Ann Korologos Gallery, January 9-February 13
This story was featured in the January 2015 issue of Southwest Art magazine. Get the Southwest Art January 2015 print issue or digital download now–then subscribe to Southwest Art and never miss another story!
Ann Korologos Gallery kicks off the new year with a show that features works by two Colorado artists. Peggy Judy’s acrylic paintings spotlight the western way of life but offer a contemporary, expressive interpretation of the traditional genre, while Gayle Waterman employs macro photography to zero in on subjects ranging from a vintage bookshelf to a paint chip. Both artists offer original perspectives on the traditional—which collectors and visitors to the show should find intriguing, says gallery director Julia Novy. Color & Form: Peggy Judy and Gayle Waterman opens with a reception from 5 to 7 p.m. on Friday, January 9. The show includes 12 new works by each artist.
Judy began her career as an illustrator, working for various corporations and government agencies. After marrying an equine veterinarian, she eventually began to meld her longtime passion for “all things horse” with her interest in fine art. Today Judy not only paints daily but also takes a few hours in the day to raise, train, ride, and sell Warmblood horses. Her home and studio are located on a horse farm north of Denver that is also the abode for 30 horses and an animal hospital where Judy sometimes tends equines on the mend. It’s an understatement to say that the painter knows her artistic subject matter intimately. In paintings such as THE GIRLS she captures a familiar sight on her farm—a group of horses headed toward the barn when they hear the hay truck approaching. They know that the sound means it is time to eat. “I literally know horses inside and out,” Judy says. “I know their anatomy, how their bodies work and don’t work, and how all the pieces and parts work together.”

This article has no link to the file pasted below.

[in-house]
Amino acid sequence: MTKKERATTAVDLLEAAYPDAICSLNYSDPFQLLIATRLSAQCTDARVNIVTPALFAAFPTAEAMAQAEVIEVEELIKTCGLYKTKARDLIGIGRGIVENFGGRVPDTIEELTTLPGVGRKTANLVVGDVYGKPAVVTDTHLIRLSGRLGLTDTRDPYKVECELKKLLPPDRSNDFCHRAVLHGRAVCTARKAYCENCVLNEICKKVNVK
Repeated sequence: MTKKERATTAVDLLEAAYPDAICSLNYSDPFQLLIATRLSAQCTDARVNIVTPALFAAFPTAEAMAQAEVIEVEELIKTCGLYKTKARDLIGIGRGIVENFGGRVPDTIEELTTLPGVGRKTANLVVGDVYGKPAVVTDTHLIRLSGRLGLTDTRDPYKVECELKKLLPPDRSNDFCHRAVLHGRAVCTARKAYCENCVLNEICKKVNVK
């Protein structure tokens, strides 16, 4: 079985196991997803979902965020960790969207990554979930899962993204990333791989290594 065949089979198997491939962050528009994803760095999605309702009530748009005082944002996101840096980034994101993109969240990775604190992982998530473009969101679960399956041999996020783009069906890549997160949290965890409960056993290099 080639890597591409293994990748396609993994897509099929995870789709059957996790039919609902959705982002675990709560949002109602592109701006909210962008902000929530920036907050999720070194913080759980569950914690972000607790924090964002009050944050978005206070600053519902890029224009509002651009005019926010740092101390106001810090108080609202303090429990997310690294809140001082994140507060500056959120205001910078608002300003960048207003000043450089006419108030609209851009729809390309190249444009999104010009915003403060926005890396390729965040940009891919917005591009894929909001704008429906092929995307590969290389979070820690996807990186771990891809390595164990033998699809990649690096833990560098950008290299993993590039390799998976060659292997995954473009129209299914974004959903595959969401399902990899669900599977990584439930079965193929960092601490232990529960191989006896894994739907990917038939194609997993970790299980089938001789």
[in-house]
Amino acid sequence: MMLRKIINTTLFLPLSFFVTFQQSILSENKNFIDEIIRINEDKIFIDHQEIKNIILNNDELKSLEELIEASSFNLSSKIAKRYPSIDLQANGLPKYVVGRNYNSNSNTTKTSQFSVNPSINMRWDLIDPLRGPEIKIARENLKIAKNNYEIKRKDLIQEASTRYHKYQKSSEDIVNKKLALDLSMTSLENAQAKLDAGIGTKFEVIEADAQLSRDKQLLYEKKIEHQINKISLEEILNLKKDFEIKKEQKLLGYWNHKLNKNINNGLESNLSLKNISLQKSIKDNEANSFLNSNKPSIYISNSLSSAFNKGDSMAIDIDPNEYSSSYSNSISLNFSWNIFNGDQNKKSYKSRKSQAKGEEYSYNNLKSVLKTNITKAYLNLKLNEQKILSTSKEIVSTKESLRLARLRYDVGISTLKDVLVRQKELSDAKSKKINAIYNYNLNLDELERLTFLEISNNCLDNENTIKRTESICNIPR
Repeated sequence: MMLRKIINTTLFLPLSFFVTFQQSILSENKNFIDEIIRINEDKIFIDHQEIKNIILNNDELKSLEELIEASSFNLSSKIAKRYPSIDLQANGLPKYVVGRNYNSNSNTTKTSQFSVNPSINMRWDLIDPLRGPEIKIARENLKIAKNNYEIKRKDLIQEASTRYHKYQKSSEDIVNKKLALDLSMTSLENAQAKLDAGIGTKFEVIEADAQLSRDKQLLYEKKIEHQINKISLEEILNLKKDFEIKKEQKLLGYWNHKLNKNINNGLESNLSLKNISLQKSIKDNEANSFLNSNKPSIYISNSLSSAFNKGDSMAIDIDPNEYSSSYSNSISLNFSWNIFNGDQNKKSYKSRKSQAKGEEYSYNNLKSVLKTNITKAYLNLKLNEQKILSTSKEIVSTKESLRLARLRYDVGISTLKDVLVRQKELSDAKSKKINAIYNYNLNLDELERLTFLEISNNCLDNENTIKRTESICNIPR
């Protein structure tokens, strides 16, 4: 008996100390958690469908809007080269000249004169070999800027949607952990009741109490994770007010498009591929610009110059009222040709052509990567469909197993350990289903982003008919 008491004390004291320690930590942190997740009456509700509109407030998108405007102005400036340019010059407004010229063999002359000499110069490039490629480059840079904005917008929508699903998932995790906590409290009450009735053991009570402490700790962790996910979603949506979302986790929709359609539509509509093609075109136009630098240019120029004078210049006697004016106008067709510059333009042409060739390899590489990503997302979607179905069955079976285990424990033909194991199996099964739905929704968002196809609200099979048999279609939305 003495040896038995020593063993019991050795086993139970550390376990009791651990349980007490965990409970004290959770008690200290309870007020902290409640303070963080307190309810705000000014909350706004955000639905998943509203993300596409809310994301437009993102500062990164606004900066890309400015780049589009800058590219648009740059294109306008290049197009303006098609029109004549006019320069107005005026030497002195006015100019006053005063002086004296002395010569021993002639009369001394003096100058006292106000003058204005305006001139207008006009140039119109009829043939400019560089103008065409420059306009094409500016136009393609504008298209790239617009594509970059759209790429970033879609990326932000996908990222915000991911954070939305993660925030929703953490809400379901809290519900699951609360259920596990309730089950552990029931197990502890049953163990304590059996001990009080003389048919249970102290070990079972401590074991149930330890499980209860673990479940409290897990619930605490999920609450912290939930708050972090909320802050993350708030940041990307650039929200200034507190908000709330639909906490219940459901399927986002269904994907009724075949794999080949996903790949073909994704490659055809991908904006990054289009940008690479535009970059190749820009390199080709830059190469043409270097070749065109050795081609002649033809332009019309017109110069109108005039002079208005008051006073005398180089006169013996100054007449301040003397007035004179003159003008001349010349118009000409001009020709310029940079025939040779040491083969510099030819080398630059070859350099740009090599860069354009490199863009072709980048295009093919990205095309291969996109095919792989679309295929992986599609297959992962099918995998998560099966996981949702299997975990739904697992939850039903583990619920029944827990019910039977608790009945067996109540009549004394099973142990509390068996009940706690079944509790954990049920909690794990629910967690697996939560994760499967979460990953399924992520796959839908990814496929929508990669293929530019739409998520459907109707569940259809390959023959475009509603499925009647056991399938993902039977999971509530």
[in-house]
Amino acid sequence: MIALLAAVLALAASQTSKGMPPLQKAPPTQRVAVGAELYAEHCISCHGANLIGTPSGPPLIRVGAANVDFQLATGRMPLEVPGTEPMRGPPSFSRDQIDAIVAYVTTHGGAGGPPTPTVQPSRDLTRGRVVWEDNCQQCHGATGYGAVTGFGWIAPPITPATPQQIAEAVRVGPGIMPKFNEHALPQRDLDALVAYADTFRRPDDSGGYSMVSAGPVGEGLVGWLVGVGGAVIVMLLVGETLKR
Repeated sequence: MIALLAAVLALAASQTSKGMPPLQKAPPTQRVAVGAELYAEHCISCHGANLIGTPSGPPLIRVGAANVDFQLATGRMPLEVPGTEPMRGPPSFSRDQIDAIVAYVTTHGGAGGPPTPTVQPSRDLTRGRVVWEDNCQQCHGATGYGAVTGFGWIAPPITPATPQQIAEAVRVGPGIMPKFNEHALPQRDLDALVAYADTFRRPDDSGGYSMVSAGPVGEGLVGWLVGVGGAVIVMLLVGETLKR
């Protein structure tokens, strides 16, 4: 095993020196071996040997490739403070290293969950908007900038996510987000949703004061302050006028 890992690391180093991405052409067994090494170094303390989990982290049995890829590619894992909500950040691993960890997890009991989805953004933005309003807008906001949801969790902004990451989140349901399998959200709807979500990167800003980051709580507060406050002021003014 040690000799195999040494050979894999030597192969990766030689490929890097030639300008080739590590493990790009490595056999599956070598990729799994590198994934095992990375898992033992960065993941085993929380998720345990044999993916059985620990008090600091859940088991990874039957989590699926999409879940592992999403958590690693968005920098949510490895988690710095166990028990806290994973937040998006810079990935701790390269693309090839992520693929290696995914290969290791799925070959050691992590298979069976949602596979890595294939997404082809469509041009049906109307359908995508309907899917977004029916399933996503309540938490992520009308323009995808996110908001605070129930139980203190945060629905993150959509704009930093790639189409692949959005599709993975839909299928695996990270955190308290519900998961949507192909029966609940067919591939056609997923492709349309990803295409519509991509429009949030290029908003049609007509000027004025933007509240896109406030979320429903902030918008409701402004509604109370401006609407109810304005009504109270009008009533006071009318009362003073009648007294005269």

Waterman makes her home near Aspen, where she lives in a 200-year-old restored barn. In her photographs she combines her love of contemporary design with her appreciation for objects from the past, particularly handmade items like her barn. Using a digital camera and a macro lens, Waterman is able to discover a secret world of beauty hidden beneath the surface of objects, capturing the abstract world of shapes, colors, forms, and patterns that become visible when viewed up close. In her words, the macro images give objects “a new life” and, in turn, the viewer experiences the everyday and ordinary in a fresh light.
Waterman says there is a deeper meaning in her work as well. “I am intrigued and inspired by the things we don’t know in life, ranging from faith to physics,” she says. “The things that are beyond what we can know and see are part of the deeper purpose of my art. I am taking old objects and finding new perspectives to them beyond what we see initially see. I want to represent the deeper aspects of life, and hopefully my work inspires others to look more deeply. There is always so much more than what we see right in front of us.” —Bonnie Gangelhoff
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